Pacifier. Soother. Dummy. Nubby. Binky. Paci. Wubby. Whichever term you prefer, it is used for the same purpose — to calm and quiet your little one. With so many shapes, sizes, colors, and designs, some may look a little more like a fashion accessory. Lately, there seems to be so much advice on the internet; when to offer one, why to avoid them, what are the benefits of using one. You may be worried that they cause nipple confusion or are a “bad habit”.
In reality, pacifiers do have benefits. The American Academy of Pediatrics shares a meta-analysis by Hauch, MD, MS et al (2005) suggesting that using a pacifier during sleep for the first year of life may decrease the risk of SIDS. Pacifiers also meet your baby’s natural need to suck and are very helpful tools for fussy periods. But is it as easy as placing one in your baby’s mouth and watching them drift off to sleep? Unfortunately, not always. Let’s learn more about introducing a pacifier…
First, let’s talk about the sucking reflex. Your baby Is born with this reflex which allows them to feed at birth. This reflex is elicited by stimulating the roof of your babe’s mouth. Another reflex your baby is born with is the thrusting reflex. This is thought to help decrease choking risks by allowing a baby to push or thrust objects out of their mouth that maybe shouldn’t be there. The thrusting reflex is elicited by touching the tip of your baby’s tongue. This reflex can make it difficult to introduce a pacifier and may even make it look like your little one is rejecting it.
So knowing how these reflexes may work with you or against you, let’s talk about the steps in introducing a pacifier to your baby:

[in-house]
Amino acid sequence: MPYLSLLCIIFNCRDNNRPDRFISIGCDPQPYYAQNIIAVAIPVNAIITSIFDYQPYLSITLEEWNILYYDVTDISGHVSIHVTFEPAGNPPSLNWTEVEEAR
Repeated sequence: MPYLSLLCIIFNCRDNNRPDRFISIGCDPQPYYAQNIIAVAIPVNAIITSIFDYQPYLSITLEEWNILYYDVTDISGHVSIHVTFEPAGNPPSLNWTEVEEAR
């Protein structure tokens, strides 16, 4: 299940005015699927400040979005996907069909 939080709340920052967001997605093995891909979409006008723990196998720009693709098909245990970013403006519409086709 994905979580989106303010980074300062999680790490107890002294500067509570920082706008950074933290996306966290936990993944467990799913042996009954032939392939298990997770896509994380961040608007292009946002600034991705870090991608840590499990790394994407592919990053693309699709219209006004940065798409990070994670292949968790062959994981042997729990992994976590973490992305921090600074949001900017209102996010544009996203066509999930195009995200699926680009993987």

First things first, when you initially introduce a pacifier to your baby you will want to make sure they are calm, ideally after a feed. Trying to introduce something new when they are upset may only end up frustrating you both.
Tip: Cradle your baby as you would when feeding them, nice and close to your body.
Second, you do not want to place the pacifier straight into your baby’s mouth, this may make your babe close their mouth or you may touch the tongue which may elicit the thrusting reflex. So make sure to first gently rub the nipple of the pacifier on your baby’s lips. Wait for them to open their mouth like they would for a bottle or breast.
Next, you will want to angle the pacifier so the nipple is pointing toward the roof of your baby’s mouth. Remember we want to stimulate the sucking reflex and avoid the tongue-thrust reflex. Once your baby has closed their mouth and begun sucking, you will want to hold onto the pacifier for a few more moments. Make sure they have a good grasp of it before letting go. It may fall out a few times at first but this doesn’t mean your baby is rejecting it, they are still learning.
Lastly, give your baby and yourself grace. You are both navigating through these new skills together and you can always reach out to your closest Mama Coach for extra support.